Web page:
Today in St. Paul’s 2nd letter to St. Timothy we are looking into the mind of an Apostle who knows the end is quite near for him.
“I have fought the good fight, I have finished the race, I have kept the faith.” Wow he could almost be reading from Aristotle’s Nicomachean Ethics, and in fact he likely knows it pretty well.
Eudaimonia is the Greek philosophical term for the life that has been well lived, and is in fact over. One cannot ever take a complete measure of a man till the whole deal is done, as we Americans say it… Till the fat lady sings.
St. Paul has spent some many years as an Apostle by this point, this will be one of his later writings. He will in suffer capital punishment in Rome in about the year 65, some 3 decades after the death and Resurrection of his Christ. So far as we know he did run the good race, he did stay true until the end and suffered a noble death as an Apostle, and Martyr. Nothing has ever materialized to the contrary.
Like I love say though. “Christianity would be a lot easier if it were not for Christ chiming in as he always seems to.” Right when I have a good system running, have covered all my bases, have everything humming like clockwork, here comes Christ Jesus via his Gospel, and sends my whole system backside over teacart.
Well by golly I am a newly ordained priest, I have tried real hard, I have 3 parchments from 2 seminaries. I show up at my given parish, I do my work most dutifully. So do all of you right? You all show up here, you pray, you pray your morning and evening prayer at home as you should. You in fact do all you can to live out the summation of the Decalogue as best you can. You love the Lord your God with all your heart, all your mind, and all your soul, and your neighbor as yourself. I am sure you do. I do this as well, though oft failing via human weakness.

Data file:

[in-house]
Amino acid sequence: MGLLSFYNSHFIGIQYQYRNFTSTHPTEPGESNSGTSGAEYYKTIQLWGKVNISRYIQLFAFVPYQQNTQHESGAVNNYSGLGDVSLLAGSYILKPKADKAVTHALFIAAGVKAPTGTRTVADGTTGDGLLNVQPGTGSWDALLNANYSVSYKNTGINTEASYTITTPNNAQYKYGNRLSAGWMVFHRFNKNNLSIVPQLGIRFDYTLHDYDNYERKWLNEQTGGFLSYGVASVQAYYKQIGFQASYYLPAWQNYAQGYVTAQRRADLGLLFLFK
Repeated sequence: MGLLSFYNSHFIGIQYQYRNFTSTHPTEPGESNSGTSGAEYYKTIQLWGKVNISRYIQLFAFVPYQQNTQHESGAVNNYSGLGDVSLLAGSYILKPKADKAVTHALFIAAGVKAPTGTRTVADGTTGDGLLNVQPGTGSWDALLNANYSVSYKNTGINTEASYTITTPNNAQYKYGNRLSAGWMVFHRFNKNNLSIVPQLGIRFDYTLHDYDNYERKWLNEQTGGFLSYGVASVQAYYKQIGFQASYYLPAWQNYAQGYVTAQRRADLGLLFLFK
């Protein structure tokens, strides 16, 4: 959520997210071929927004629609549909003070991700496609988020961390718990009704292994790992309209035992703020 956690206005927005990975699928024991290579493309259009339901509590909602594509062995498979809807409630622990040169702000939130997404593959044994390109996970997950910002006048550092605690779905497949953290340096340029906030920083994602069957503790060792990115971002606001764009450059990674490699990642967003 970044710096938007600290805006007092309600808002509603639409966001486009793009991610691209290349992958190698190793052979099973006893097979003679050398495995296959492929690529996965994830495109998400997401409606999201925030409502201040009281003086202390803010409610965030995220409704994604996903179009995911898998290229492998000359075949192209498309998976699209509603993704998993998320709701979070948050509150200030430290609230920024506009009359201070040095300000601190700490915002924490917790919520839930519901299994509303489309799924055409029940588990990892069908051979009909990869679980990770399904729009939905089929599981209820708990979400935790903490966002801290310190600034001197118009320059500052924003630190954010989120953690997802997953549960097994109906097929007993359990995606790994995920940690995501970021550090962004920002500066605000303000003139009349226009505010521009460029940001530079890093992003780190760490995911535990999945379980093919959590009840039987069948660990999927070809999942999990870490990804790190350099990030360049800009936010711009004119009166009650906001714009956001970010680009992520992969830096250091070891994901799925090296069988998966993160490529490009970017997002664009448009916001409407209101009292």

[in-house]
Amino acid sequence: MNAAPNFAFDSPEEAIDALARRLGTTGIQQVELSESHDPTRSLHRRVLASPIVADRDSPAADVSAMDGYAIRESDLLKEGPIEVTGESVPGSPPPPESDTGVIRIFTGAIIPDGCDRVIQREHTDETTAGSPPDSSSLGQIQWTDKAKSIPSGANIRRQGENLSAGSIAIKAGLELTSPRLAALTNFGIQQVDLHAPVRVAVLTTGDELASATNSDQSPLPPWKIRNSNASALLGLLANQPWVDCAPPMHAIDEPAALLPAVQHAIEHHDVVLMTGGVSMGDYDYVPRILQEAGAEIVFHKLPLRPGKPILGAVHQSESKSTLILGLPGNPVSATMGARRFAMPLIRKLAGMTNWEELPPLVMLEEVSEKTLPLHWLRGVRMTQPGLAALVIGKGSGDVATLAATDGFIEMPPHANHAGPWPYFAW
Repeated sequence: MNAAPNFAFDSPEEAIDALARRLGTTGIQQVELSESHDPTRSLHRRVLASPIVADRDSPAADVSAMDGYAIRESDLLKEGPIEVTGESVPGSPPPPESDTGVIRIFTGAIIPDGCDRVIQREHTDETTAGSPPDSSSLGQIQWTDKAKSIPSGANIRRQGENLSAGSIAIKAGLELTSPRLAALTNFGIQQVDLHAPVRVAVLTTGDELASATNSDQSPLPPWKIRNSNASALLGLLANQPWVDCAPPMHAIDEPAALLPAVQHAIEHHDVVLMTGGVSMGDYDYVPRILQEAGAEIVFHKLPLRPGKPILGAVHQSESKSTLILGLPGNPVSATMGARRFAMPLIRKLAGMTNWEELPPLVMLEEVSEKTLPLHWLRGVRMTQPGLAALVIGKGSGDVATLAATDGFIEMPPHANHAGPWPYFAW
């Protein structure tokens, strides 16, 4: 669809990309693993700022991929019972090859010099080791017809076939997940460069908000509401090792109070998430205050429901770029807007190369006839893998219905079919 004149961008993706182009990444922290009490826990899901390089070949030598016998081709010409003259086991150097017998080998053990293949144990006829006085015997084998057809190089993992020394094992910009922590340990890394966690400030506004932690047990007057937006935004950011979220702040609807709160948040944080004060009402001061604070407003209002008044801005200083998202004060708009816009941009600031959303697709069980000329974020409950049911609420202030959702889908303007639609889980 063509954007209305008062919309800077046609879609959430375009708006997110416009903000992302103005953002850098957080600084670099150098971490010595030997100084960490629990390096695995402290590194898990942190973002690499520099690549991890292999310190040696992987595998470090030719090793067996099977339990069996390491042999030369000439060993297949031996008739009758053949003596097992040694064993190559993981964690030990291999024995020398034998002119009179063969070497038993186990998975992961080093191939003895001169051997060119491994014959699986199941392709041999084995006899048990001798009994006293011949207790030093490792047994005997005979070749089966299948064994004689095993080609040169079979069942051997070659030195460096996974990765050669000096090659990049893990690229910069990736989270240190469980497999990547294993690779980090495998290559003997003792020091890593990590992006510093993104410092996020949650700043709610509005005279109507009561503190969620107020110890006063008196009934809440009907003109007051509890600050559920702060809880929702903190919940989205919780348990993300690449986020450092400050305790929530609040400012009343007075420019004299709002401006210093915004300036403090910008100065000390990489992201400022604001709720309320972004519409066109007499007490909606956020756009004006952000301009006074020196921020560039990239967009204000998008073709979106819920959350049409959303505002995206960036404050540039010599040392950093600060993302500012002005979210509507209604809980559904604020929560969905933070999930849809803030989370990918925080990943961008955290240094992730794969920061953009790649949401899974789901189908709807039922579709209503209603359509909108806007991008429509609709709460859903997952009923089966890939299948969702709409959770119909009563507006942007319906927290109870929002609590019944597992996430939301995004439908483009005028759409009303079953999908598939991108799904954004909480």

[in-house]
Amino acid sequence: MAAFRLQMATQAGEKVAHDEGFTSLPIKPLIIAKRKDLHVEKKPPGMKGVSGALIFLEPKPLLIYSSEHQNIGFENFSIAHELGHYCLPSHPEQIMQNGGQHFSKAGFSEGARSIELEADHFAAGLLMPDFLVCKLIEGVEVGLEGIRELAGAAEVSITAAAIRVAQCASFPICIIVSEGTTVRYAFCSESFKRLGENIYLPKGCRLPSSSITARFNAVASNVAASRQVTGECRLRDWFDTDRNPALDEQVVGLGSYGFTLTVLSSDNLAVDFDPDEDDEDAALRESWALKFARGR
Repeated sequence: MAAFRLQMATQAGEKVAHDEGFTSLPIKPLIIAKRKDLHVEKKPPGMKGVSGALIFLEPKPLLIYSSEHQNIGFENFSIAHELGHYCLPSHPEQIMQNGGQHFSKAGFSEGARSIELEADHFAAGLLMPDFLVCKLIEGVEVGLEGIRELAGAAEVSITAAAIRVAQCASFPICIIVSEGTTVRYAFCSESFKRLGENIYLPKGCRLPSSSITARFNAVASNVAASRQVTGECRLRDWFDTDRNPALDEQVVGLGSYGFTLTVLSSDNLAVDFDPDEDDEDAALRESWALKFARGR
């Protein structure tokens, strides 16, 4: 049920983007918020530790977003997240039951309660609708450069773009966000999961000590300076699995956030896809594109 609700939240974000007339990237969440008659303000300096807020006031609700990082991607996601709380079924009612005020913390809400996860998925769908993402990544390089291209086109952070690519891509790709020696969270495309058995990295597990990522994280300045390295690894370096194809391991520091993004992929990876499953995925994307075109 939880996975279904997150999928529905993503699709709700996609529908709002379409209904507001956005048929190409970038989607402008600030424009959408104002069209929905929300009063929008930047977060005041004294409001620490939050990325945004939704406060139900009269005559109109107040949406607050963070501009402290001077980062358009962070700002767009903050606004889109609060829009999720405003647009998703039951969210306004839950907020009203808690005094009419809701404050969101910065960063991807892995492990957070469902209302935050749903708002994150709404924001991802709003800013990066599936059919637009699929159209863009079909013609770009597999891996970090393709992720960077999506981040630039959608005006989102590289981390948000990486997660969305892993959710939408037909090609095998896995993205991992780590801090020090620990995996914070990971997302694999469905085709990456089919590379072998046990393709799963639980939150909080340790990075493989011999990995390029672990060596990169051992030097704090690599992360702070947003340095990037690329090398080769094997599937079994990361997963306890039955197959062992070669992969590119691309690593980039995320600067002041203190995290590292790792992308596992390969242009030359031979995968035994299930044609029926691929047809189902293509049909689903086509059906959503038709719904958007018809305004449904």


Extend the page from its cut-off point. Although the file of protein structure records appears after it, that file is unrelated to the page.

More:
Now comes your Christ in Luke 18 ff.
Do not take the path of the justified Pharisee, who got it all right, who had the whole deal laid out. Who got his religious training, who gave his tithe, who kept his fasts, who did all that was expected with great religiosity. Meet every single rubric if you wish, and it is a noble aim.
At the end of the day Christ has it exactly right. In St. Luke’s Gospel. “God be merciful to me a sinner.” The tax collector, the scum of the earth has his theology spot on when he says this prayer. He knows who he is, he knows what sin is, and he knows who God is.
This text eventually evolves into the Jesus Prayer from our Eastern Orthodox brothers “Jesus, son of the living God, have mercy on me a sinner.”
So with St. Paul, we do have the utmost confidence in the sufficiency of the person and work of Christ Jesus, and our faith in that work.
But we are always on guard against hubris, that is pathological pride, even though Christ is more than we could have possibly hoped for, and more than we imagined, we never take him, his work, or our salvation for granted. We still have free will, and we keep on trying as best we can Every single day, every moment, and at all times.
You could always choose not God right up till the very end, but I know that you will not.
Christ Jesus, Son of the living God. Have mercy on me a sinner . . .
Sermon given by The Reverend Randy Rogers while The Very Reverend John H. Munson recovers from surgery.